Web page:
“We become what we behold. We shape our tools and then our tools shape us.”
I’m hard-pressed to think of a tool that I enjoy using more than Slack. I’m an effusive advocate. It doesn’t surprise me that, for the last year and change, the most popular post on my blog has been How I Use Slack Inside of the Classroom.
As I write in Message Not Received, Slack and its ilk are just like any communications tool: You can use them too much when in-person conversations make far more sense.
It’s hardly a revolutionary thought, but think about that when you’re spinning in circles and you’re unable to get a simple answer to a question. Along these lines, from an excellent recent piece by John Herrman in The New York Times:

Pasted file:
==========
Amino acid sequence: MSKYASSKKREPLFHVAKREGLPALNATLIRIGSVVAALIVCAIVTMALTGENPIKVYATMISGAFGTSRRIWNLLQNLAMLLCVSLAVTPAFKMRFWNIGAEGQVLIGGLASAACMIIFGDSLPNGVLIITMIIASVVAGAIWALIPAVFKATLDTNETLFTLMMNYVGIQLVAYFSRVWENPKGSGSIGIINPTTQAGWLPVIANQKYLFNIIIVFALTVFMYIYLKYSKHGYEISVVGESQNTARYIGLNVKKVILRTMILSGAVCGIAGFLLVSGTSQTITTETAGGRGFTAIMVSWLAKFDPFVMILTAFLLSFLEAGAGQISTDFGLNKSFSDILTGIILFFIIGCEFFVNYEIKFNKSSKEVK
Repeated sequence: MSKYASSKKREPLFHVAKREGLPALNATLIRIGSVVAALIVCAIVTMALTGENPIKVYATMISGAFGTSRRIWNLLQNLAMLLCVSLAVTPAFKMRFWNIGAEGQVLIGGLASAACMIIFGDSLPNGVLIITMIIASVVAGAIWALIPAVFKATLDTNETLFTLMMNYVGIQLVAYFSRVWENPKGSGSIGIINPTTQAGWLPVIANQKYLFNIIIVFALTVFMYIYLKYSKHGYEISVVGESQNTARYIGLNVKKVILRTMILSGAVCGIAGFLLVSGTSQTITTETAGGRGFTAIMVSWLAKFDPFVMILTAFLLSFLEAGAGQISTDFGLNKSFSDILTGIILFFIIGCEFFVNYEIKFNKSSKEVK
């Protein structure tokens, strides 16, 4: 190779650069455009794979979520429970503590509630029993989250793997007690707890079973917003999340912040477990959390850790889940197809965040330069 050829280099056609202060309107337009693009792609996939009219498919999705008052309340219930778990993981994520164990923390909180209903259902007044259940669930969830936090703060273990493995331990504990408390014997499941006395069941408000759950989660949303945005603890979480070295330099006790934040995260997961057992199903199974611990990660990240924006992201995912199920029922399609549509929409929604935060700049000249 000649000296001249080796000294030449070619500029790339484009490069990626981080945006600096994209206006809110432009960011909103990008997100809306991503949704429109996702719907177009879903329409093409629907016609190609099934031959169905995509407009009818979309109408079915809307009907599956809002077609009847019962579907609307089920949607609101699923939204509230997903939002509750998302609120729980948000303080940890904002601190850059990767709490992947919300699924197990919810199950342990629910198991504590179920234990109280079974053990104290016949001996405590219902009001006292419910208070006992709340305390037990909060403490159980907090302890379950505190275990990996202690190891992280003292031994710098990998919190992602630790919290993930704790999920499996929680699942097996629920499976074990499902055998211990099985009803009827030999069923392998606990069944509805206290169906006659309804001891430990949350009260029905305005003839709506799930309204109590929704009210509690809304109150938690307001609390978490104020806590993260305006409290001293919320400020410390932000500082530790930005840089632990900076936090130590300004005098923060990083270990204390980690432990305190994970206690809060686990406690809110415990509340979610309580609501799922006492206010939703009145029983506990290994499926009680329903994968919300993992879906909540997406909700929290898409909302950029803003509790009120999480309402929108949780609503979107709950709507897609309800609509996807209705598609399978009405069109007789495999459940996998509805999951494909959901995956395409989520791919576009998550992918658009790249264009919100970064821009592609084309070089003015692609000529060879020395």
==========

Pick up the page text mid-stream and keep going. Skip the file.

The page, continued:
Slack also defies the social customs and expectations of email, codified over decades of use and misuse. Some employees — and, crucially, employers — are still learning how to establish rules and boundaries around real-time chat. “I personally felt so much anxiety over Slack,” Ms. O’Quigley said. “I love my job, but nothing triggers alarm bells like when you receive a message from your team or boss after work hours.”
Herrman’s article is fascinating. Read it and you’ll discover that many of the problems that excessive e-mail causes Slack doesn’t necessarily solve. In some cases, employees have just moved the headache from one medium (e-mail) to Slack.
Brass tacks: Slack breakups aren’t necessary if people move a discussion to more appropriate medium. Sometimes, it’s best to just talk to someone. If I were king at any organization experiencing Slack fatigue,1 I’d have them immediately implement my three-message rule. Think of Slack and its cohorts as clubs in the bag.
What say you?